Quick & Easy Series: Deep House Synth in NI Massive
Welcome back to the Quick & Easy NI Massive Tutorial Series! In this episode I will be showing you how to create your own deep house synth that can be customized to your liking. To begin with, like most other tutorials in this series, the final product is by no means final and should be considered a template or starting point for you to base your own sounds off of. I am simply trying to show just how quick and easy many of the most popular and iconic sounds in music can be made in just a couple minutes using NI Massive. Let’s get started!
First off, this deep house synth is going to have three oscillators, many others you encounter may only have two, but I would like to create something a little more flexible so it can be utilized in more than just one kind of music. So I have selected Herby for OSC1, Disto for OSC2 and Classic for OSC3, as all three of these basic wavetables embody the type of sound we have all come to know and love as deep house. Take a look at how each is set up before moving on to the filter panels, and take notice of the filter routing sliders at the right of each of the OSC panels. The slight detuning of each of the three oscillators is simply meant to create a subtle phasing effect that will later be enhanced just a bit more with further modulation.
We are now going to set this up as a Serial filtered sound rather than the typical default Parallel, which means all three oscillators will be running through only Filter 1 (because this is how we are routing them) before going through the Filter 2 panel. So the second filter will receive your sound already shaped by the first, further manipulating the waves. We are also going to move the far right slider all the way down to Mix 2, so we only hear what is coming out at the end of this serial chain. Now select Daft from the Filter 1 Panel and Lowpass 2 from the Filter 2 panel, and turn both volume sliders all the way up. Set your knobs to match those shown in the image below.
We now move to the FX and EQ panels to we can get closer to that big spread out and spacious sound that comes to mind when we think of deep house. Add Reverb to FX1, Chorus to FX2 and turn on the EQ. Go ahead and set your parameters to match those seen in the images below before moving onto the next step.
Now you may wonder why we made such slight adjustments to the EQ. It’s actually to help this next addition pop out a bit more. This iconic sound comes from a time period when tapes still ruled our stereos, so I tend to add a little of that tape sound back to this kind of synth. Move down now to the Noise and Feedback panels. Select Tape Hiss for the Noise and adjust the settings on both panels to match the image below. Without the change made to the EQ, this addition is not heard the same way. You can hear this by turning off the EQ panel and turning it back on again.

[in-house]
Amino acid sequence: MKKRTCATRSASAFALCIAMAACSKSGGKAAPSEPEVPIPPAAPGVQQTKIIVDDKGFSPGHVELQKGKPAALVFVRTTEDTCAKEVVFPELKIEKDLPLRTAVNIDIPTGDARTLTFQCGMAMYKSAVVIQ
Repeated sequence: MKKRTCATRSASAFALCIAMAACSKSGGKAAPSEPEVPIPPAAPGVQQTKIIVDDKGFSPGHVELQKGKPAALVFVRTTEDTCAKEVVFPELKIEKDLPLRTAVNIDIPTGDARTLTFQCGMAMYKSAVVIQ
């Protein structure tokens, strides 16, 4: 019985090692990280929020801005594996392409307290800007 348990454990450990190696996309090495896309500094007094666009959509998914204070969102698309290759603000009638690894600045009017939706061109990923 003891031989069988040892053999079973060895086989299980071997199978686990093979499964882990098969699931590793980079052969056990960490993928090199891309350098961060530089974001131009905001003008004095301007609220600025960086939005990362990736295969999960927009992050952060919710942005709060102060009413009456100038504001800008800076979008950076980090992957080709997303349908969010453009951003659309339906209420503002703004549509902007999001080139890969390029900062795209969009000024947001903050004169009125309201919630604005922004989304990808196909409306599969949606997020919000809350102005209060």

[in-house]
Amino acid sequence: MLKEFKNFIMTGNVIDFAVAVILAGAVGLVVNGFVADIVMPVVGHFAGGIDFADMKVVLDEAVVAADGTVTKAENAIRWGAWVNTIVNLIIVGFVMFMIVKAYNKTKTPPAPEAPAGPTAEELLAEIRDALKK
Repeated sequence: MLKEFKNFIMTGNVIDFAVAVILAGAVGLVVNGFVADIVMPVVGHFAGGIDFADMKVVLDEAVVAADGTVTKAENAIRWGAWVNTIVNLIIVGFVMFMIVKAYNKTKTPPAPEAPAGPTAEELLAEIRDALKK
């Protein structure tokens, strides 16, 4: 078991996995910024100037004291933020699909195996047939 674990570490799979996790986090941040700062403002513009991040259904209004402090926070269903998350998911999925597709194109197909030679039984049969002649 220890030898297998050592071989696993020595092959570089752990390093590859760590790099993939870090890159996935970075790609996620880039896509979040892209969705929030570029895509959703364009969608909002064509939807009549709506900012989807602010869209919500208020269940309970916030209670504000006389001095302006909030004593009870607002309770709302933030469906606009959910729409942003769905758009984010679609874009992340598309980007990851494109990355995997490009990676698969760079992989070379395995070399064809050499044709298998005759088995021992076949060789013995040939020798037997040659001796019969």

Time to adjust the main envelope to get the true ‘lead pad’ sound we are looking for. So on the 4Env tab go ahead and set yours up to match the image provided. The slight adjustments to Attack and Release will make the sound ease in and out more in the character of the traditional sound. The small hike in the Decay level will help combat the quieter overall sound caused by the filters and lowered amp settings of the main oscillators (all of which are in place to soften the synth).
Earlier I mentioned that the slight phasing effect created by the detuning of the oscillators would be enhanced somehow. We will now walk through this. Go ahead and click on the 5LFO tab and turn down the Rate just a little, as is shown in the image below. You will also want to move the top sine wave over to match mine.
We will now apply both the LFO and the Envelope we just set up to the Modulation OSC panel. First, click on Phase to se up the Mode. Now click on 3, so that OSC3 is being affected by the changes we make here. Now detune the main Pitch value just a bit and apply the LFO and then the Envelope to the Phase controller knob as I have in the image. This now slowly changes the sound of the sound leaving the OSC3 panel and adds a very subtle touch of character and development that will benefit most music of this type.
That’s it! This is our basic deep house synth. It is now up to you to use the right chords and progressions to really bring out the full potential of this sound. And since this is a Quick & Easy tutorial we will leave that part of the process for another day. For know you can hear it in action, with a very basic house beat, by listening to the audio sample included below. As always, all the settings and even the overall approach of creating this sound are mere guidelines and you should feel free to experiment and play with it to better suit your needs. And as with many other synths, there will always be more than one way to arrive at this sound. That is the true beauty of sound design.
I hope you have enjoyed this installment of the Quick & Easy NI Massive Tutorial Series. If you have feedback for us or want to suggest a topic, please do not hesitate to leave a comment be low or contact us directly!